Wednesday February 10, 2010 3:03 PM ET
SmartMoney
Published January 25, 2008  |  A A A
Economy by Igor Greenwald (Author Archive)

High Corporate Tax Rate Is Misleading

IF YOU SAY SOMETHING long enough and loud enough, there's every chance people will come to believe it's true, especially if your opponents tire of rebuttals.

This time-honored political strategy has been working overtime of late, as Republican presidential hopefuls romance the richer Florida retirees with appeals for cuts in corporate taxes.

You may have heard: U.S. corporations face one of the highest income tax rates in the world, though the mention of "rate" is often enough excised, so that what comes through is the assertion that corporations pay too much in taxes. This is simply untrue if your basis for comparison is the developed world. The truth is that while the 35% corporate income tax rate is high indeed, the creativity and global reach of U.S. corporations make them among the most lightly levied.

Between 2000 and 2005, U.S. corporate taxes amounted to 2.2% of the GDP. The average for the 30 mostly rich member countries of the Organization for Economic Cooperation and Development was 3.4%.

Why the disparity given the high federal rate, which rises to 39% counting state taxes? Part of the answer is that big U.S. companies have become expert at hiding profits in tax havens overseas. And many of the smaller ones simply pass through their income to owners who then report it on their personal returns.

According to one analysis, if so much corporate income hadn't moved to the personal tax rolls over the last 20 years, U.S. corporate taxes would account for 3.2% of the GDP, still a bit below the OECD average. "Usage of pass-through forms of business organization can be viewed as a form of 'self-help' corporate tax integration," writes Peter R. Merrill, a partner at PricewaterhouseCoopers.

The income not squired away overseas or channeled to the personal returns still enjoys protection in the form of various tax breaks that depress the effective rate to 27%, according to the Treasury Department. Such breaks are expected to cost the Treasury $1.2 trillion over the next 10 years, reducing the corporate tax revenue by 25%.

Meanwhile, there's growing evidence that, despite the occasional crackdowns on especially creative tax accounting, routine corporate tax dodges are way up by historical standards, as multinationals play an increasingly profitable shell game.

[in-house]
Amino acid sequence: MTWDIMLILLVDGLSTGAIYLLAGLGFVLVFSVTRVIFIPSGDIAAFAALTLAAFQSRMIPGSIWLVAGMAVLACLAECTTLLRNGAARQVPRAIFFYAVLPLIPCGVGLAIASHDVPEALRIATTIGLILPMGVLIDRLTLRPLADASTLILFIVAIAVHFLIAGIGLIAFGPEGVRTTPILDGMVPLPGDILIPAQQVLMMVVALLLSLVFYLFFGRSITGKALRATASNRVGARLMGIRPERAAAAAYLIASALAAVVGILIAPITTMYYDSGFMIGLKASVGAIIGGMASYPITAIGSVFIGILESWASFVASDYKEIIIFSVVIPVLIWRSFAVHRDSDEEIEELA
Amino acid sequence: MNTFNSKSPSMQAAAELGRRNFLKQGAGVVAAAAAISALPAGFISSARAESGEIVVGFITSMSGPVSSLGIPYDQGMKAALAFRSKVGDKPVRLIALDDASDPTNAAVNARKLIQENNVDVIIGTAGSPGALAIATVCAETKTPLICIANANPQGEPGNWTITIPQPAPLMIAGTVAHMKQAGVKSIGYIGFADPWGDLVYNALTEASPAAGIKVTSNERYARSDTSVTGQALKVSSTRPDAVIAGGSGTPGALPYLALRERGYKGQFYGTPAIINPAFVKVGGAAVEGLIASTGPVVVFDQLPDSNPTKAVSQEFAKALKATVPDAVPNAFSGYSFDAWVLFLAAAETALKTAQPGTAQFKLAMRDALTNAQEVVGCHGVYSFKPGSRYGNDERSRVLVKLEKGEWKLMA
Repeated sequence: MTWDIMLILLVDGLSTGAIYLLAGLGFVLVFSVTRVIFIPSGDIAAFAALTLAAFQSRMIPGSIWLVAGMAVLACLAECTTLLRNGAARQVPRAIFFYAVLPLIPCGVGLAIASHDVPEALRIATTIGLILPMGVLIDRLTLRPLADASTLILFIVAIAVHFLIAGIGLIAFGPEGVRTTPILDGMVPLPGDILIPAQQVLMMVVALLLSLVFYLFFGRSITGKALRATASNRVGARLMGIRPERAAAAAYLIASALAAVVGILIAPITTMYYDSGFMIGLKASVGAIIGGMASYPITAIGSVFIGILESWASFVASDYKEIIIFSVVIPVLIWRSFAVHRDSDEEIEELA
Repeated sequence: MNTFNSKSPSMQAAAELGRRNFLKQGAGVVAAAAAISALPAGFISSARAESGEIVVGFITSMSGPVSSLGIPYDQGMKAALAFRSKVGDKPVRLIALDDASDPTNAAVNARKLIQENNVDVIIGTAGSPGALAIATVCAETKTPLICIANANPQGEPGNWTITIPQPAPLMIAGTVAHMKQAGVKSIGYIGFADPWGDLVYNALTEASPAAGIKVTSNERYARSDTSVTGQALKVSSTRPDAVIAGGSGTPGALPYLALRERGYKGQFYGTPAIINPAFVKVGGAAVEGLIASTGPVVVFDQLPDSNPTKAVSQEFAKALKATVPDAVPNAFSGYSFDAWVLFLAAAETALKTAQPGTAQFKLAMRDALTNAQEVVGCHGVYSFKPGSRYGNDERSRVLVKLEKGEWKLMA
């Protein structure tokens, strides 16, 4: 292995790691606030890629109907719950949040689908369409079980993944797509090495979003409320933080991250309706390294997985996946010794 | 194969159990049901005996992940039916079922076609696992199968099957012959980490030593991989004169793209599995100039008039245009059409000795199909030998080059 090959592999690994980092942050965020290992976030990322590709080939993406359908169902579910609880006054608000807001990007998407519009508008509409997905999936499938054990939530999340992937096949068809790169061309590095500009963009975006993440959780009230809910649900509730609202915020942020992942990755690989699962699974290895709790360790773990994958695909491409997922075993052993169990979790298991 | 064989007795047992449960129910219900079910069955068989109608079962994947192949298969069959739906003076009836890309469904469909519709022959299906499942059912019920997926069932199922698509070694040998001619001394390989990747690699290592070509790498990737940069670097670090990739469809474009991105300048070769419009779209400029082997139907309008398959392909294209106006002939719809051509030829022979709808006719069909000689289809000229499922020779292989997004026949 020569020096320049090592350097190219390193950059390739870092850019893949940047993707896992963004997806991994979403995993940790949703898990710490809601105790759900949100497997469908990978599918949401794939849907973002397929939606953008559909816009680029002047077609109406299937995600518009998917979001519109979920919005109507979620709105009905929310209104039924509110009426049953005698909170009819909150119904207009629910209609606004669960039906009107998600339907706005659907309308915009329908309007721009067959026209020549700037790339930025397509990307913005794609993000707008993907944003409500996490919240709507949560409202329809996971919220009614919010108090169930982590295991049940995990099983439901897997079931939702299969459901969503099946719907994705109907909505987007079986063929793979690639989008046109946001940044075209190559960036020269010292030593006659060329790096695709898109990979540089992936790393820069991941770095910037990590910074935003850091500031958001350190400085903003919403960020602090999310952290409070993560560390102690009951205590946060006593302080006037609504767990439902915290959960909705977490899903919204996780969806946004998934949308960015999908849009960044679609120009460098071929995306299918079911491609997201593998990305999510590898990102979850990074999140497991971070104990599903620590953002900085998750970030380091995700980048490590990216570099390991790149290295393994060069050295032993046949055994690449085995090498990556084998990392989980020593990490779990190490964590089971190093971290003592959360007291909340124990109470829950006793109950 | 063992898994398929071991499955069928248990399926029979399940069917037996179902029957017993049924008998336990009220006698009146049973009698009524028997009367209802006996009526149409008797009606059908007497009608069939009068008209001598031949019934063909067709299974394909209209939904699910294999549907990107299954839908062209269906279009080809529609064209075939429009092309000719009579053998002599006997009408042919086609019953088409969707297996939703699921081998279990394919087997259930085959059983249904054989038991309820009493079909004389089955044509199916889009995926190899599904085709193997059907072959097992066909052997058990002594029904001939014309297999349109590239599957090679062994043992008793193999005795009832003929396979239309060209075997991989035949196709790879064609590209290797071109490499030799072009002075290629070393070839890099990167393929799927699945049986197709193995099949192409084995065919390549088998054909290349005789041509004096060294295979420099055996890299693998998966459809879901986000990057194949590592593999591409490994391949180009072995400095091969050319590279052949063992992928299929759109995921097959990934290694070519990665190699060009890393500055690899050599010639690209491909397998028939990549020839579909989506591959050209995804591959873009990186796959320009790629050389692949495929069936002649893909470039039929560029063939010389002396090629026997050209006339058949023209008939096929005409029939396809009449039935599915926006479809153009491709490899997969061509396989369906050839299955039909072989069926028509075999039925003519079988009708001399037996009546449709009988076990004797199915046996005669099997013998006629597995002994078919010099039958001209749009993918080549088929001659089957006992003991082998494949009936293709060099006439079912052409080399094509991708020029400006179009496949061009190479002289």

According to one study, corporate taxable income has increasingly diverged from the (much higher) financial profits reported to shareholders. Another more recent analysis estimates that the effective corporate rate in the U.S. peaked at nearly 32% in 2000 but has declined to 25% by 2005.

There are so many ways to play the game: One can park valuable royalty-bearing intellectual property with foreign subsidiaries (hello, Microsoft (MSFT)) or merely make sure that U.S. operations incur tax-deductible interest payments by borrowing money from cash-rich subsidiaries overseas. This is what's known in industry parlance as "income-shifting." It passes the time while one waits for the next U.S. tax holiday on repatriated overseas profits.

It doesn't take a rocket scientist to figure out the solution here: Drop the corporate income tax rate to, say, the Swedish socialist level of 28% to reduce the attraction of tax havens, while eliminating the broad exemptions and industry-specific perks that have turned our tax code into Swiss cheese feeding a regiment of millionaire tax lawyers. Make sure the total share of the tax bill sent to corporations either stays the same or goes up. In recent decades, corporate receipts have declined dramatically in relation to the highly regressive payroll taxes. It's long past time to reverse that trend, restoring work incentives to what they once were.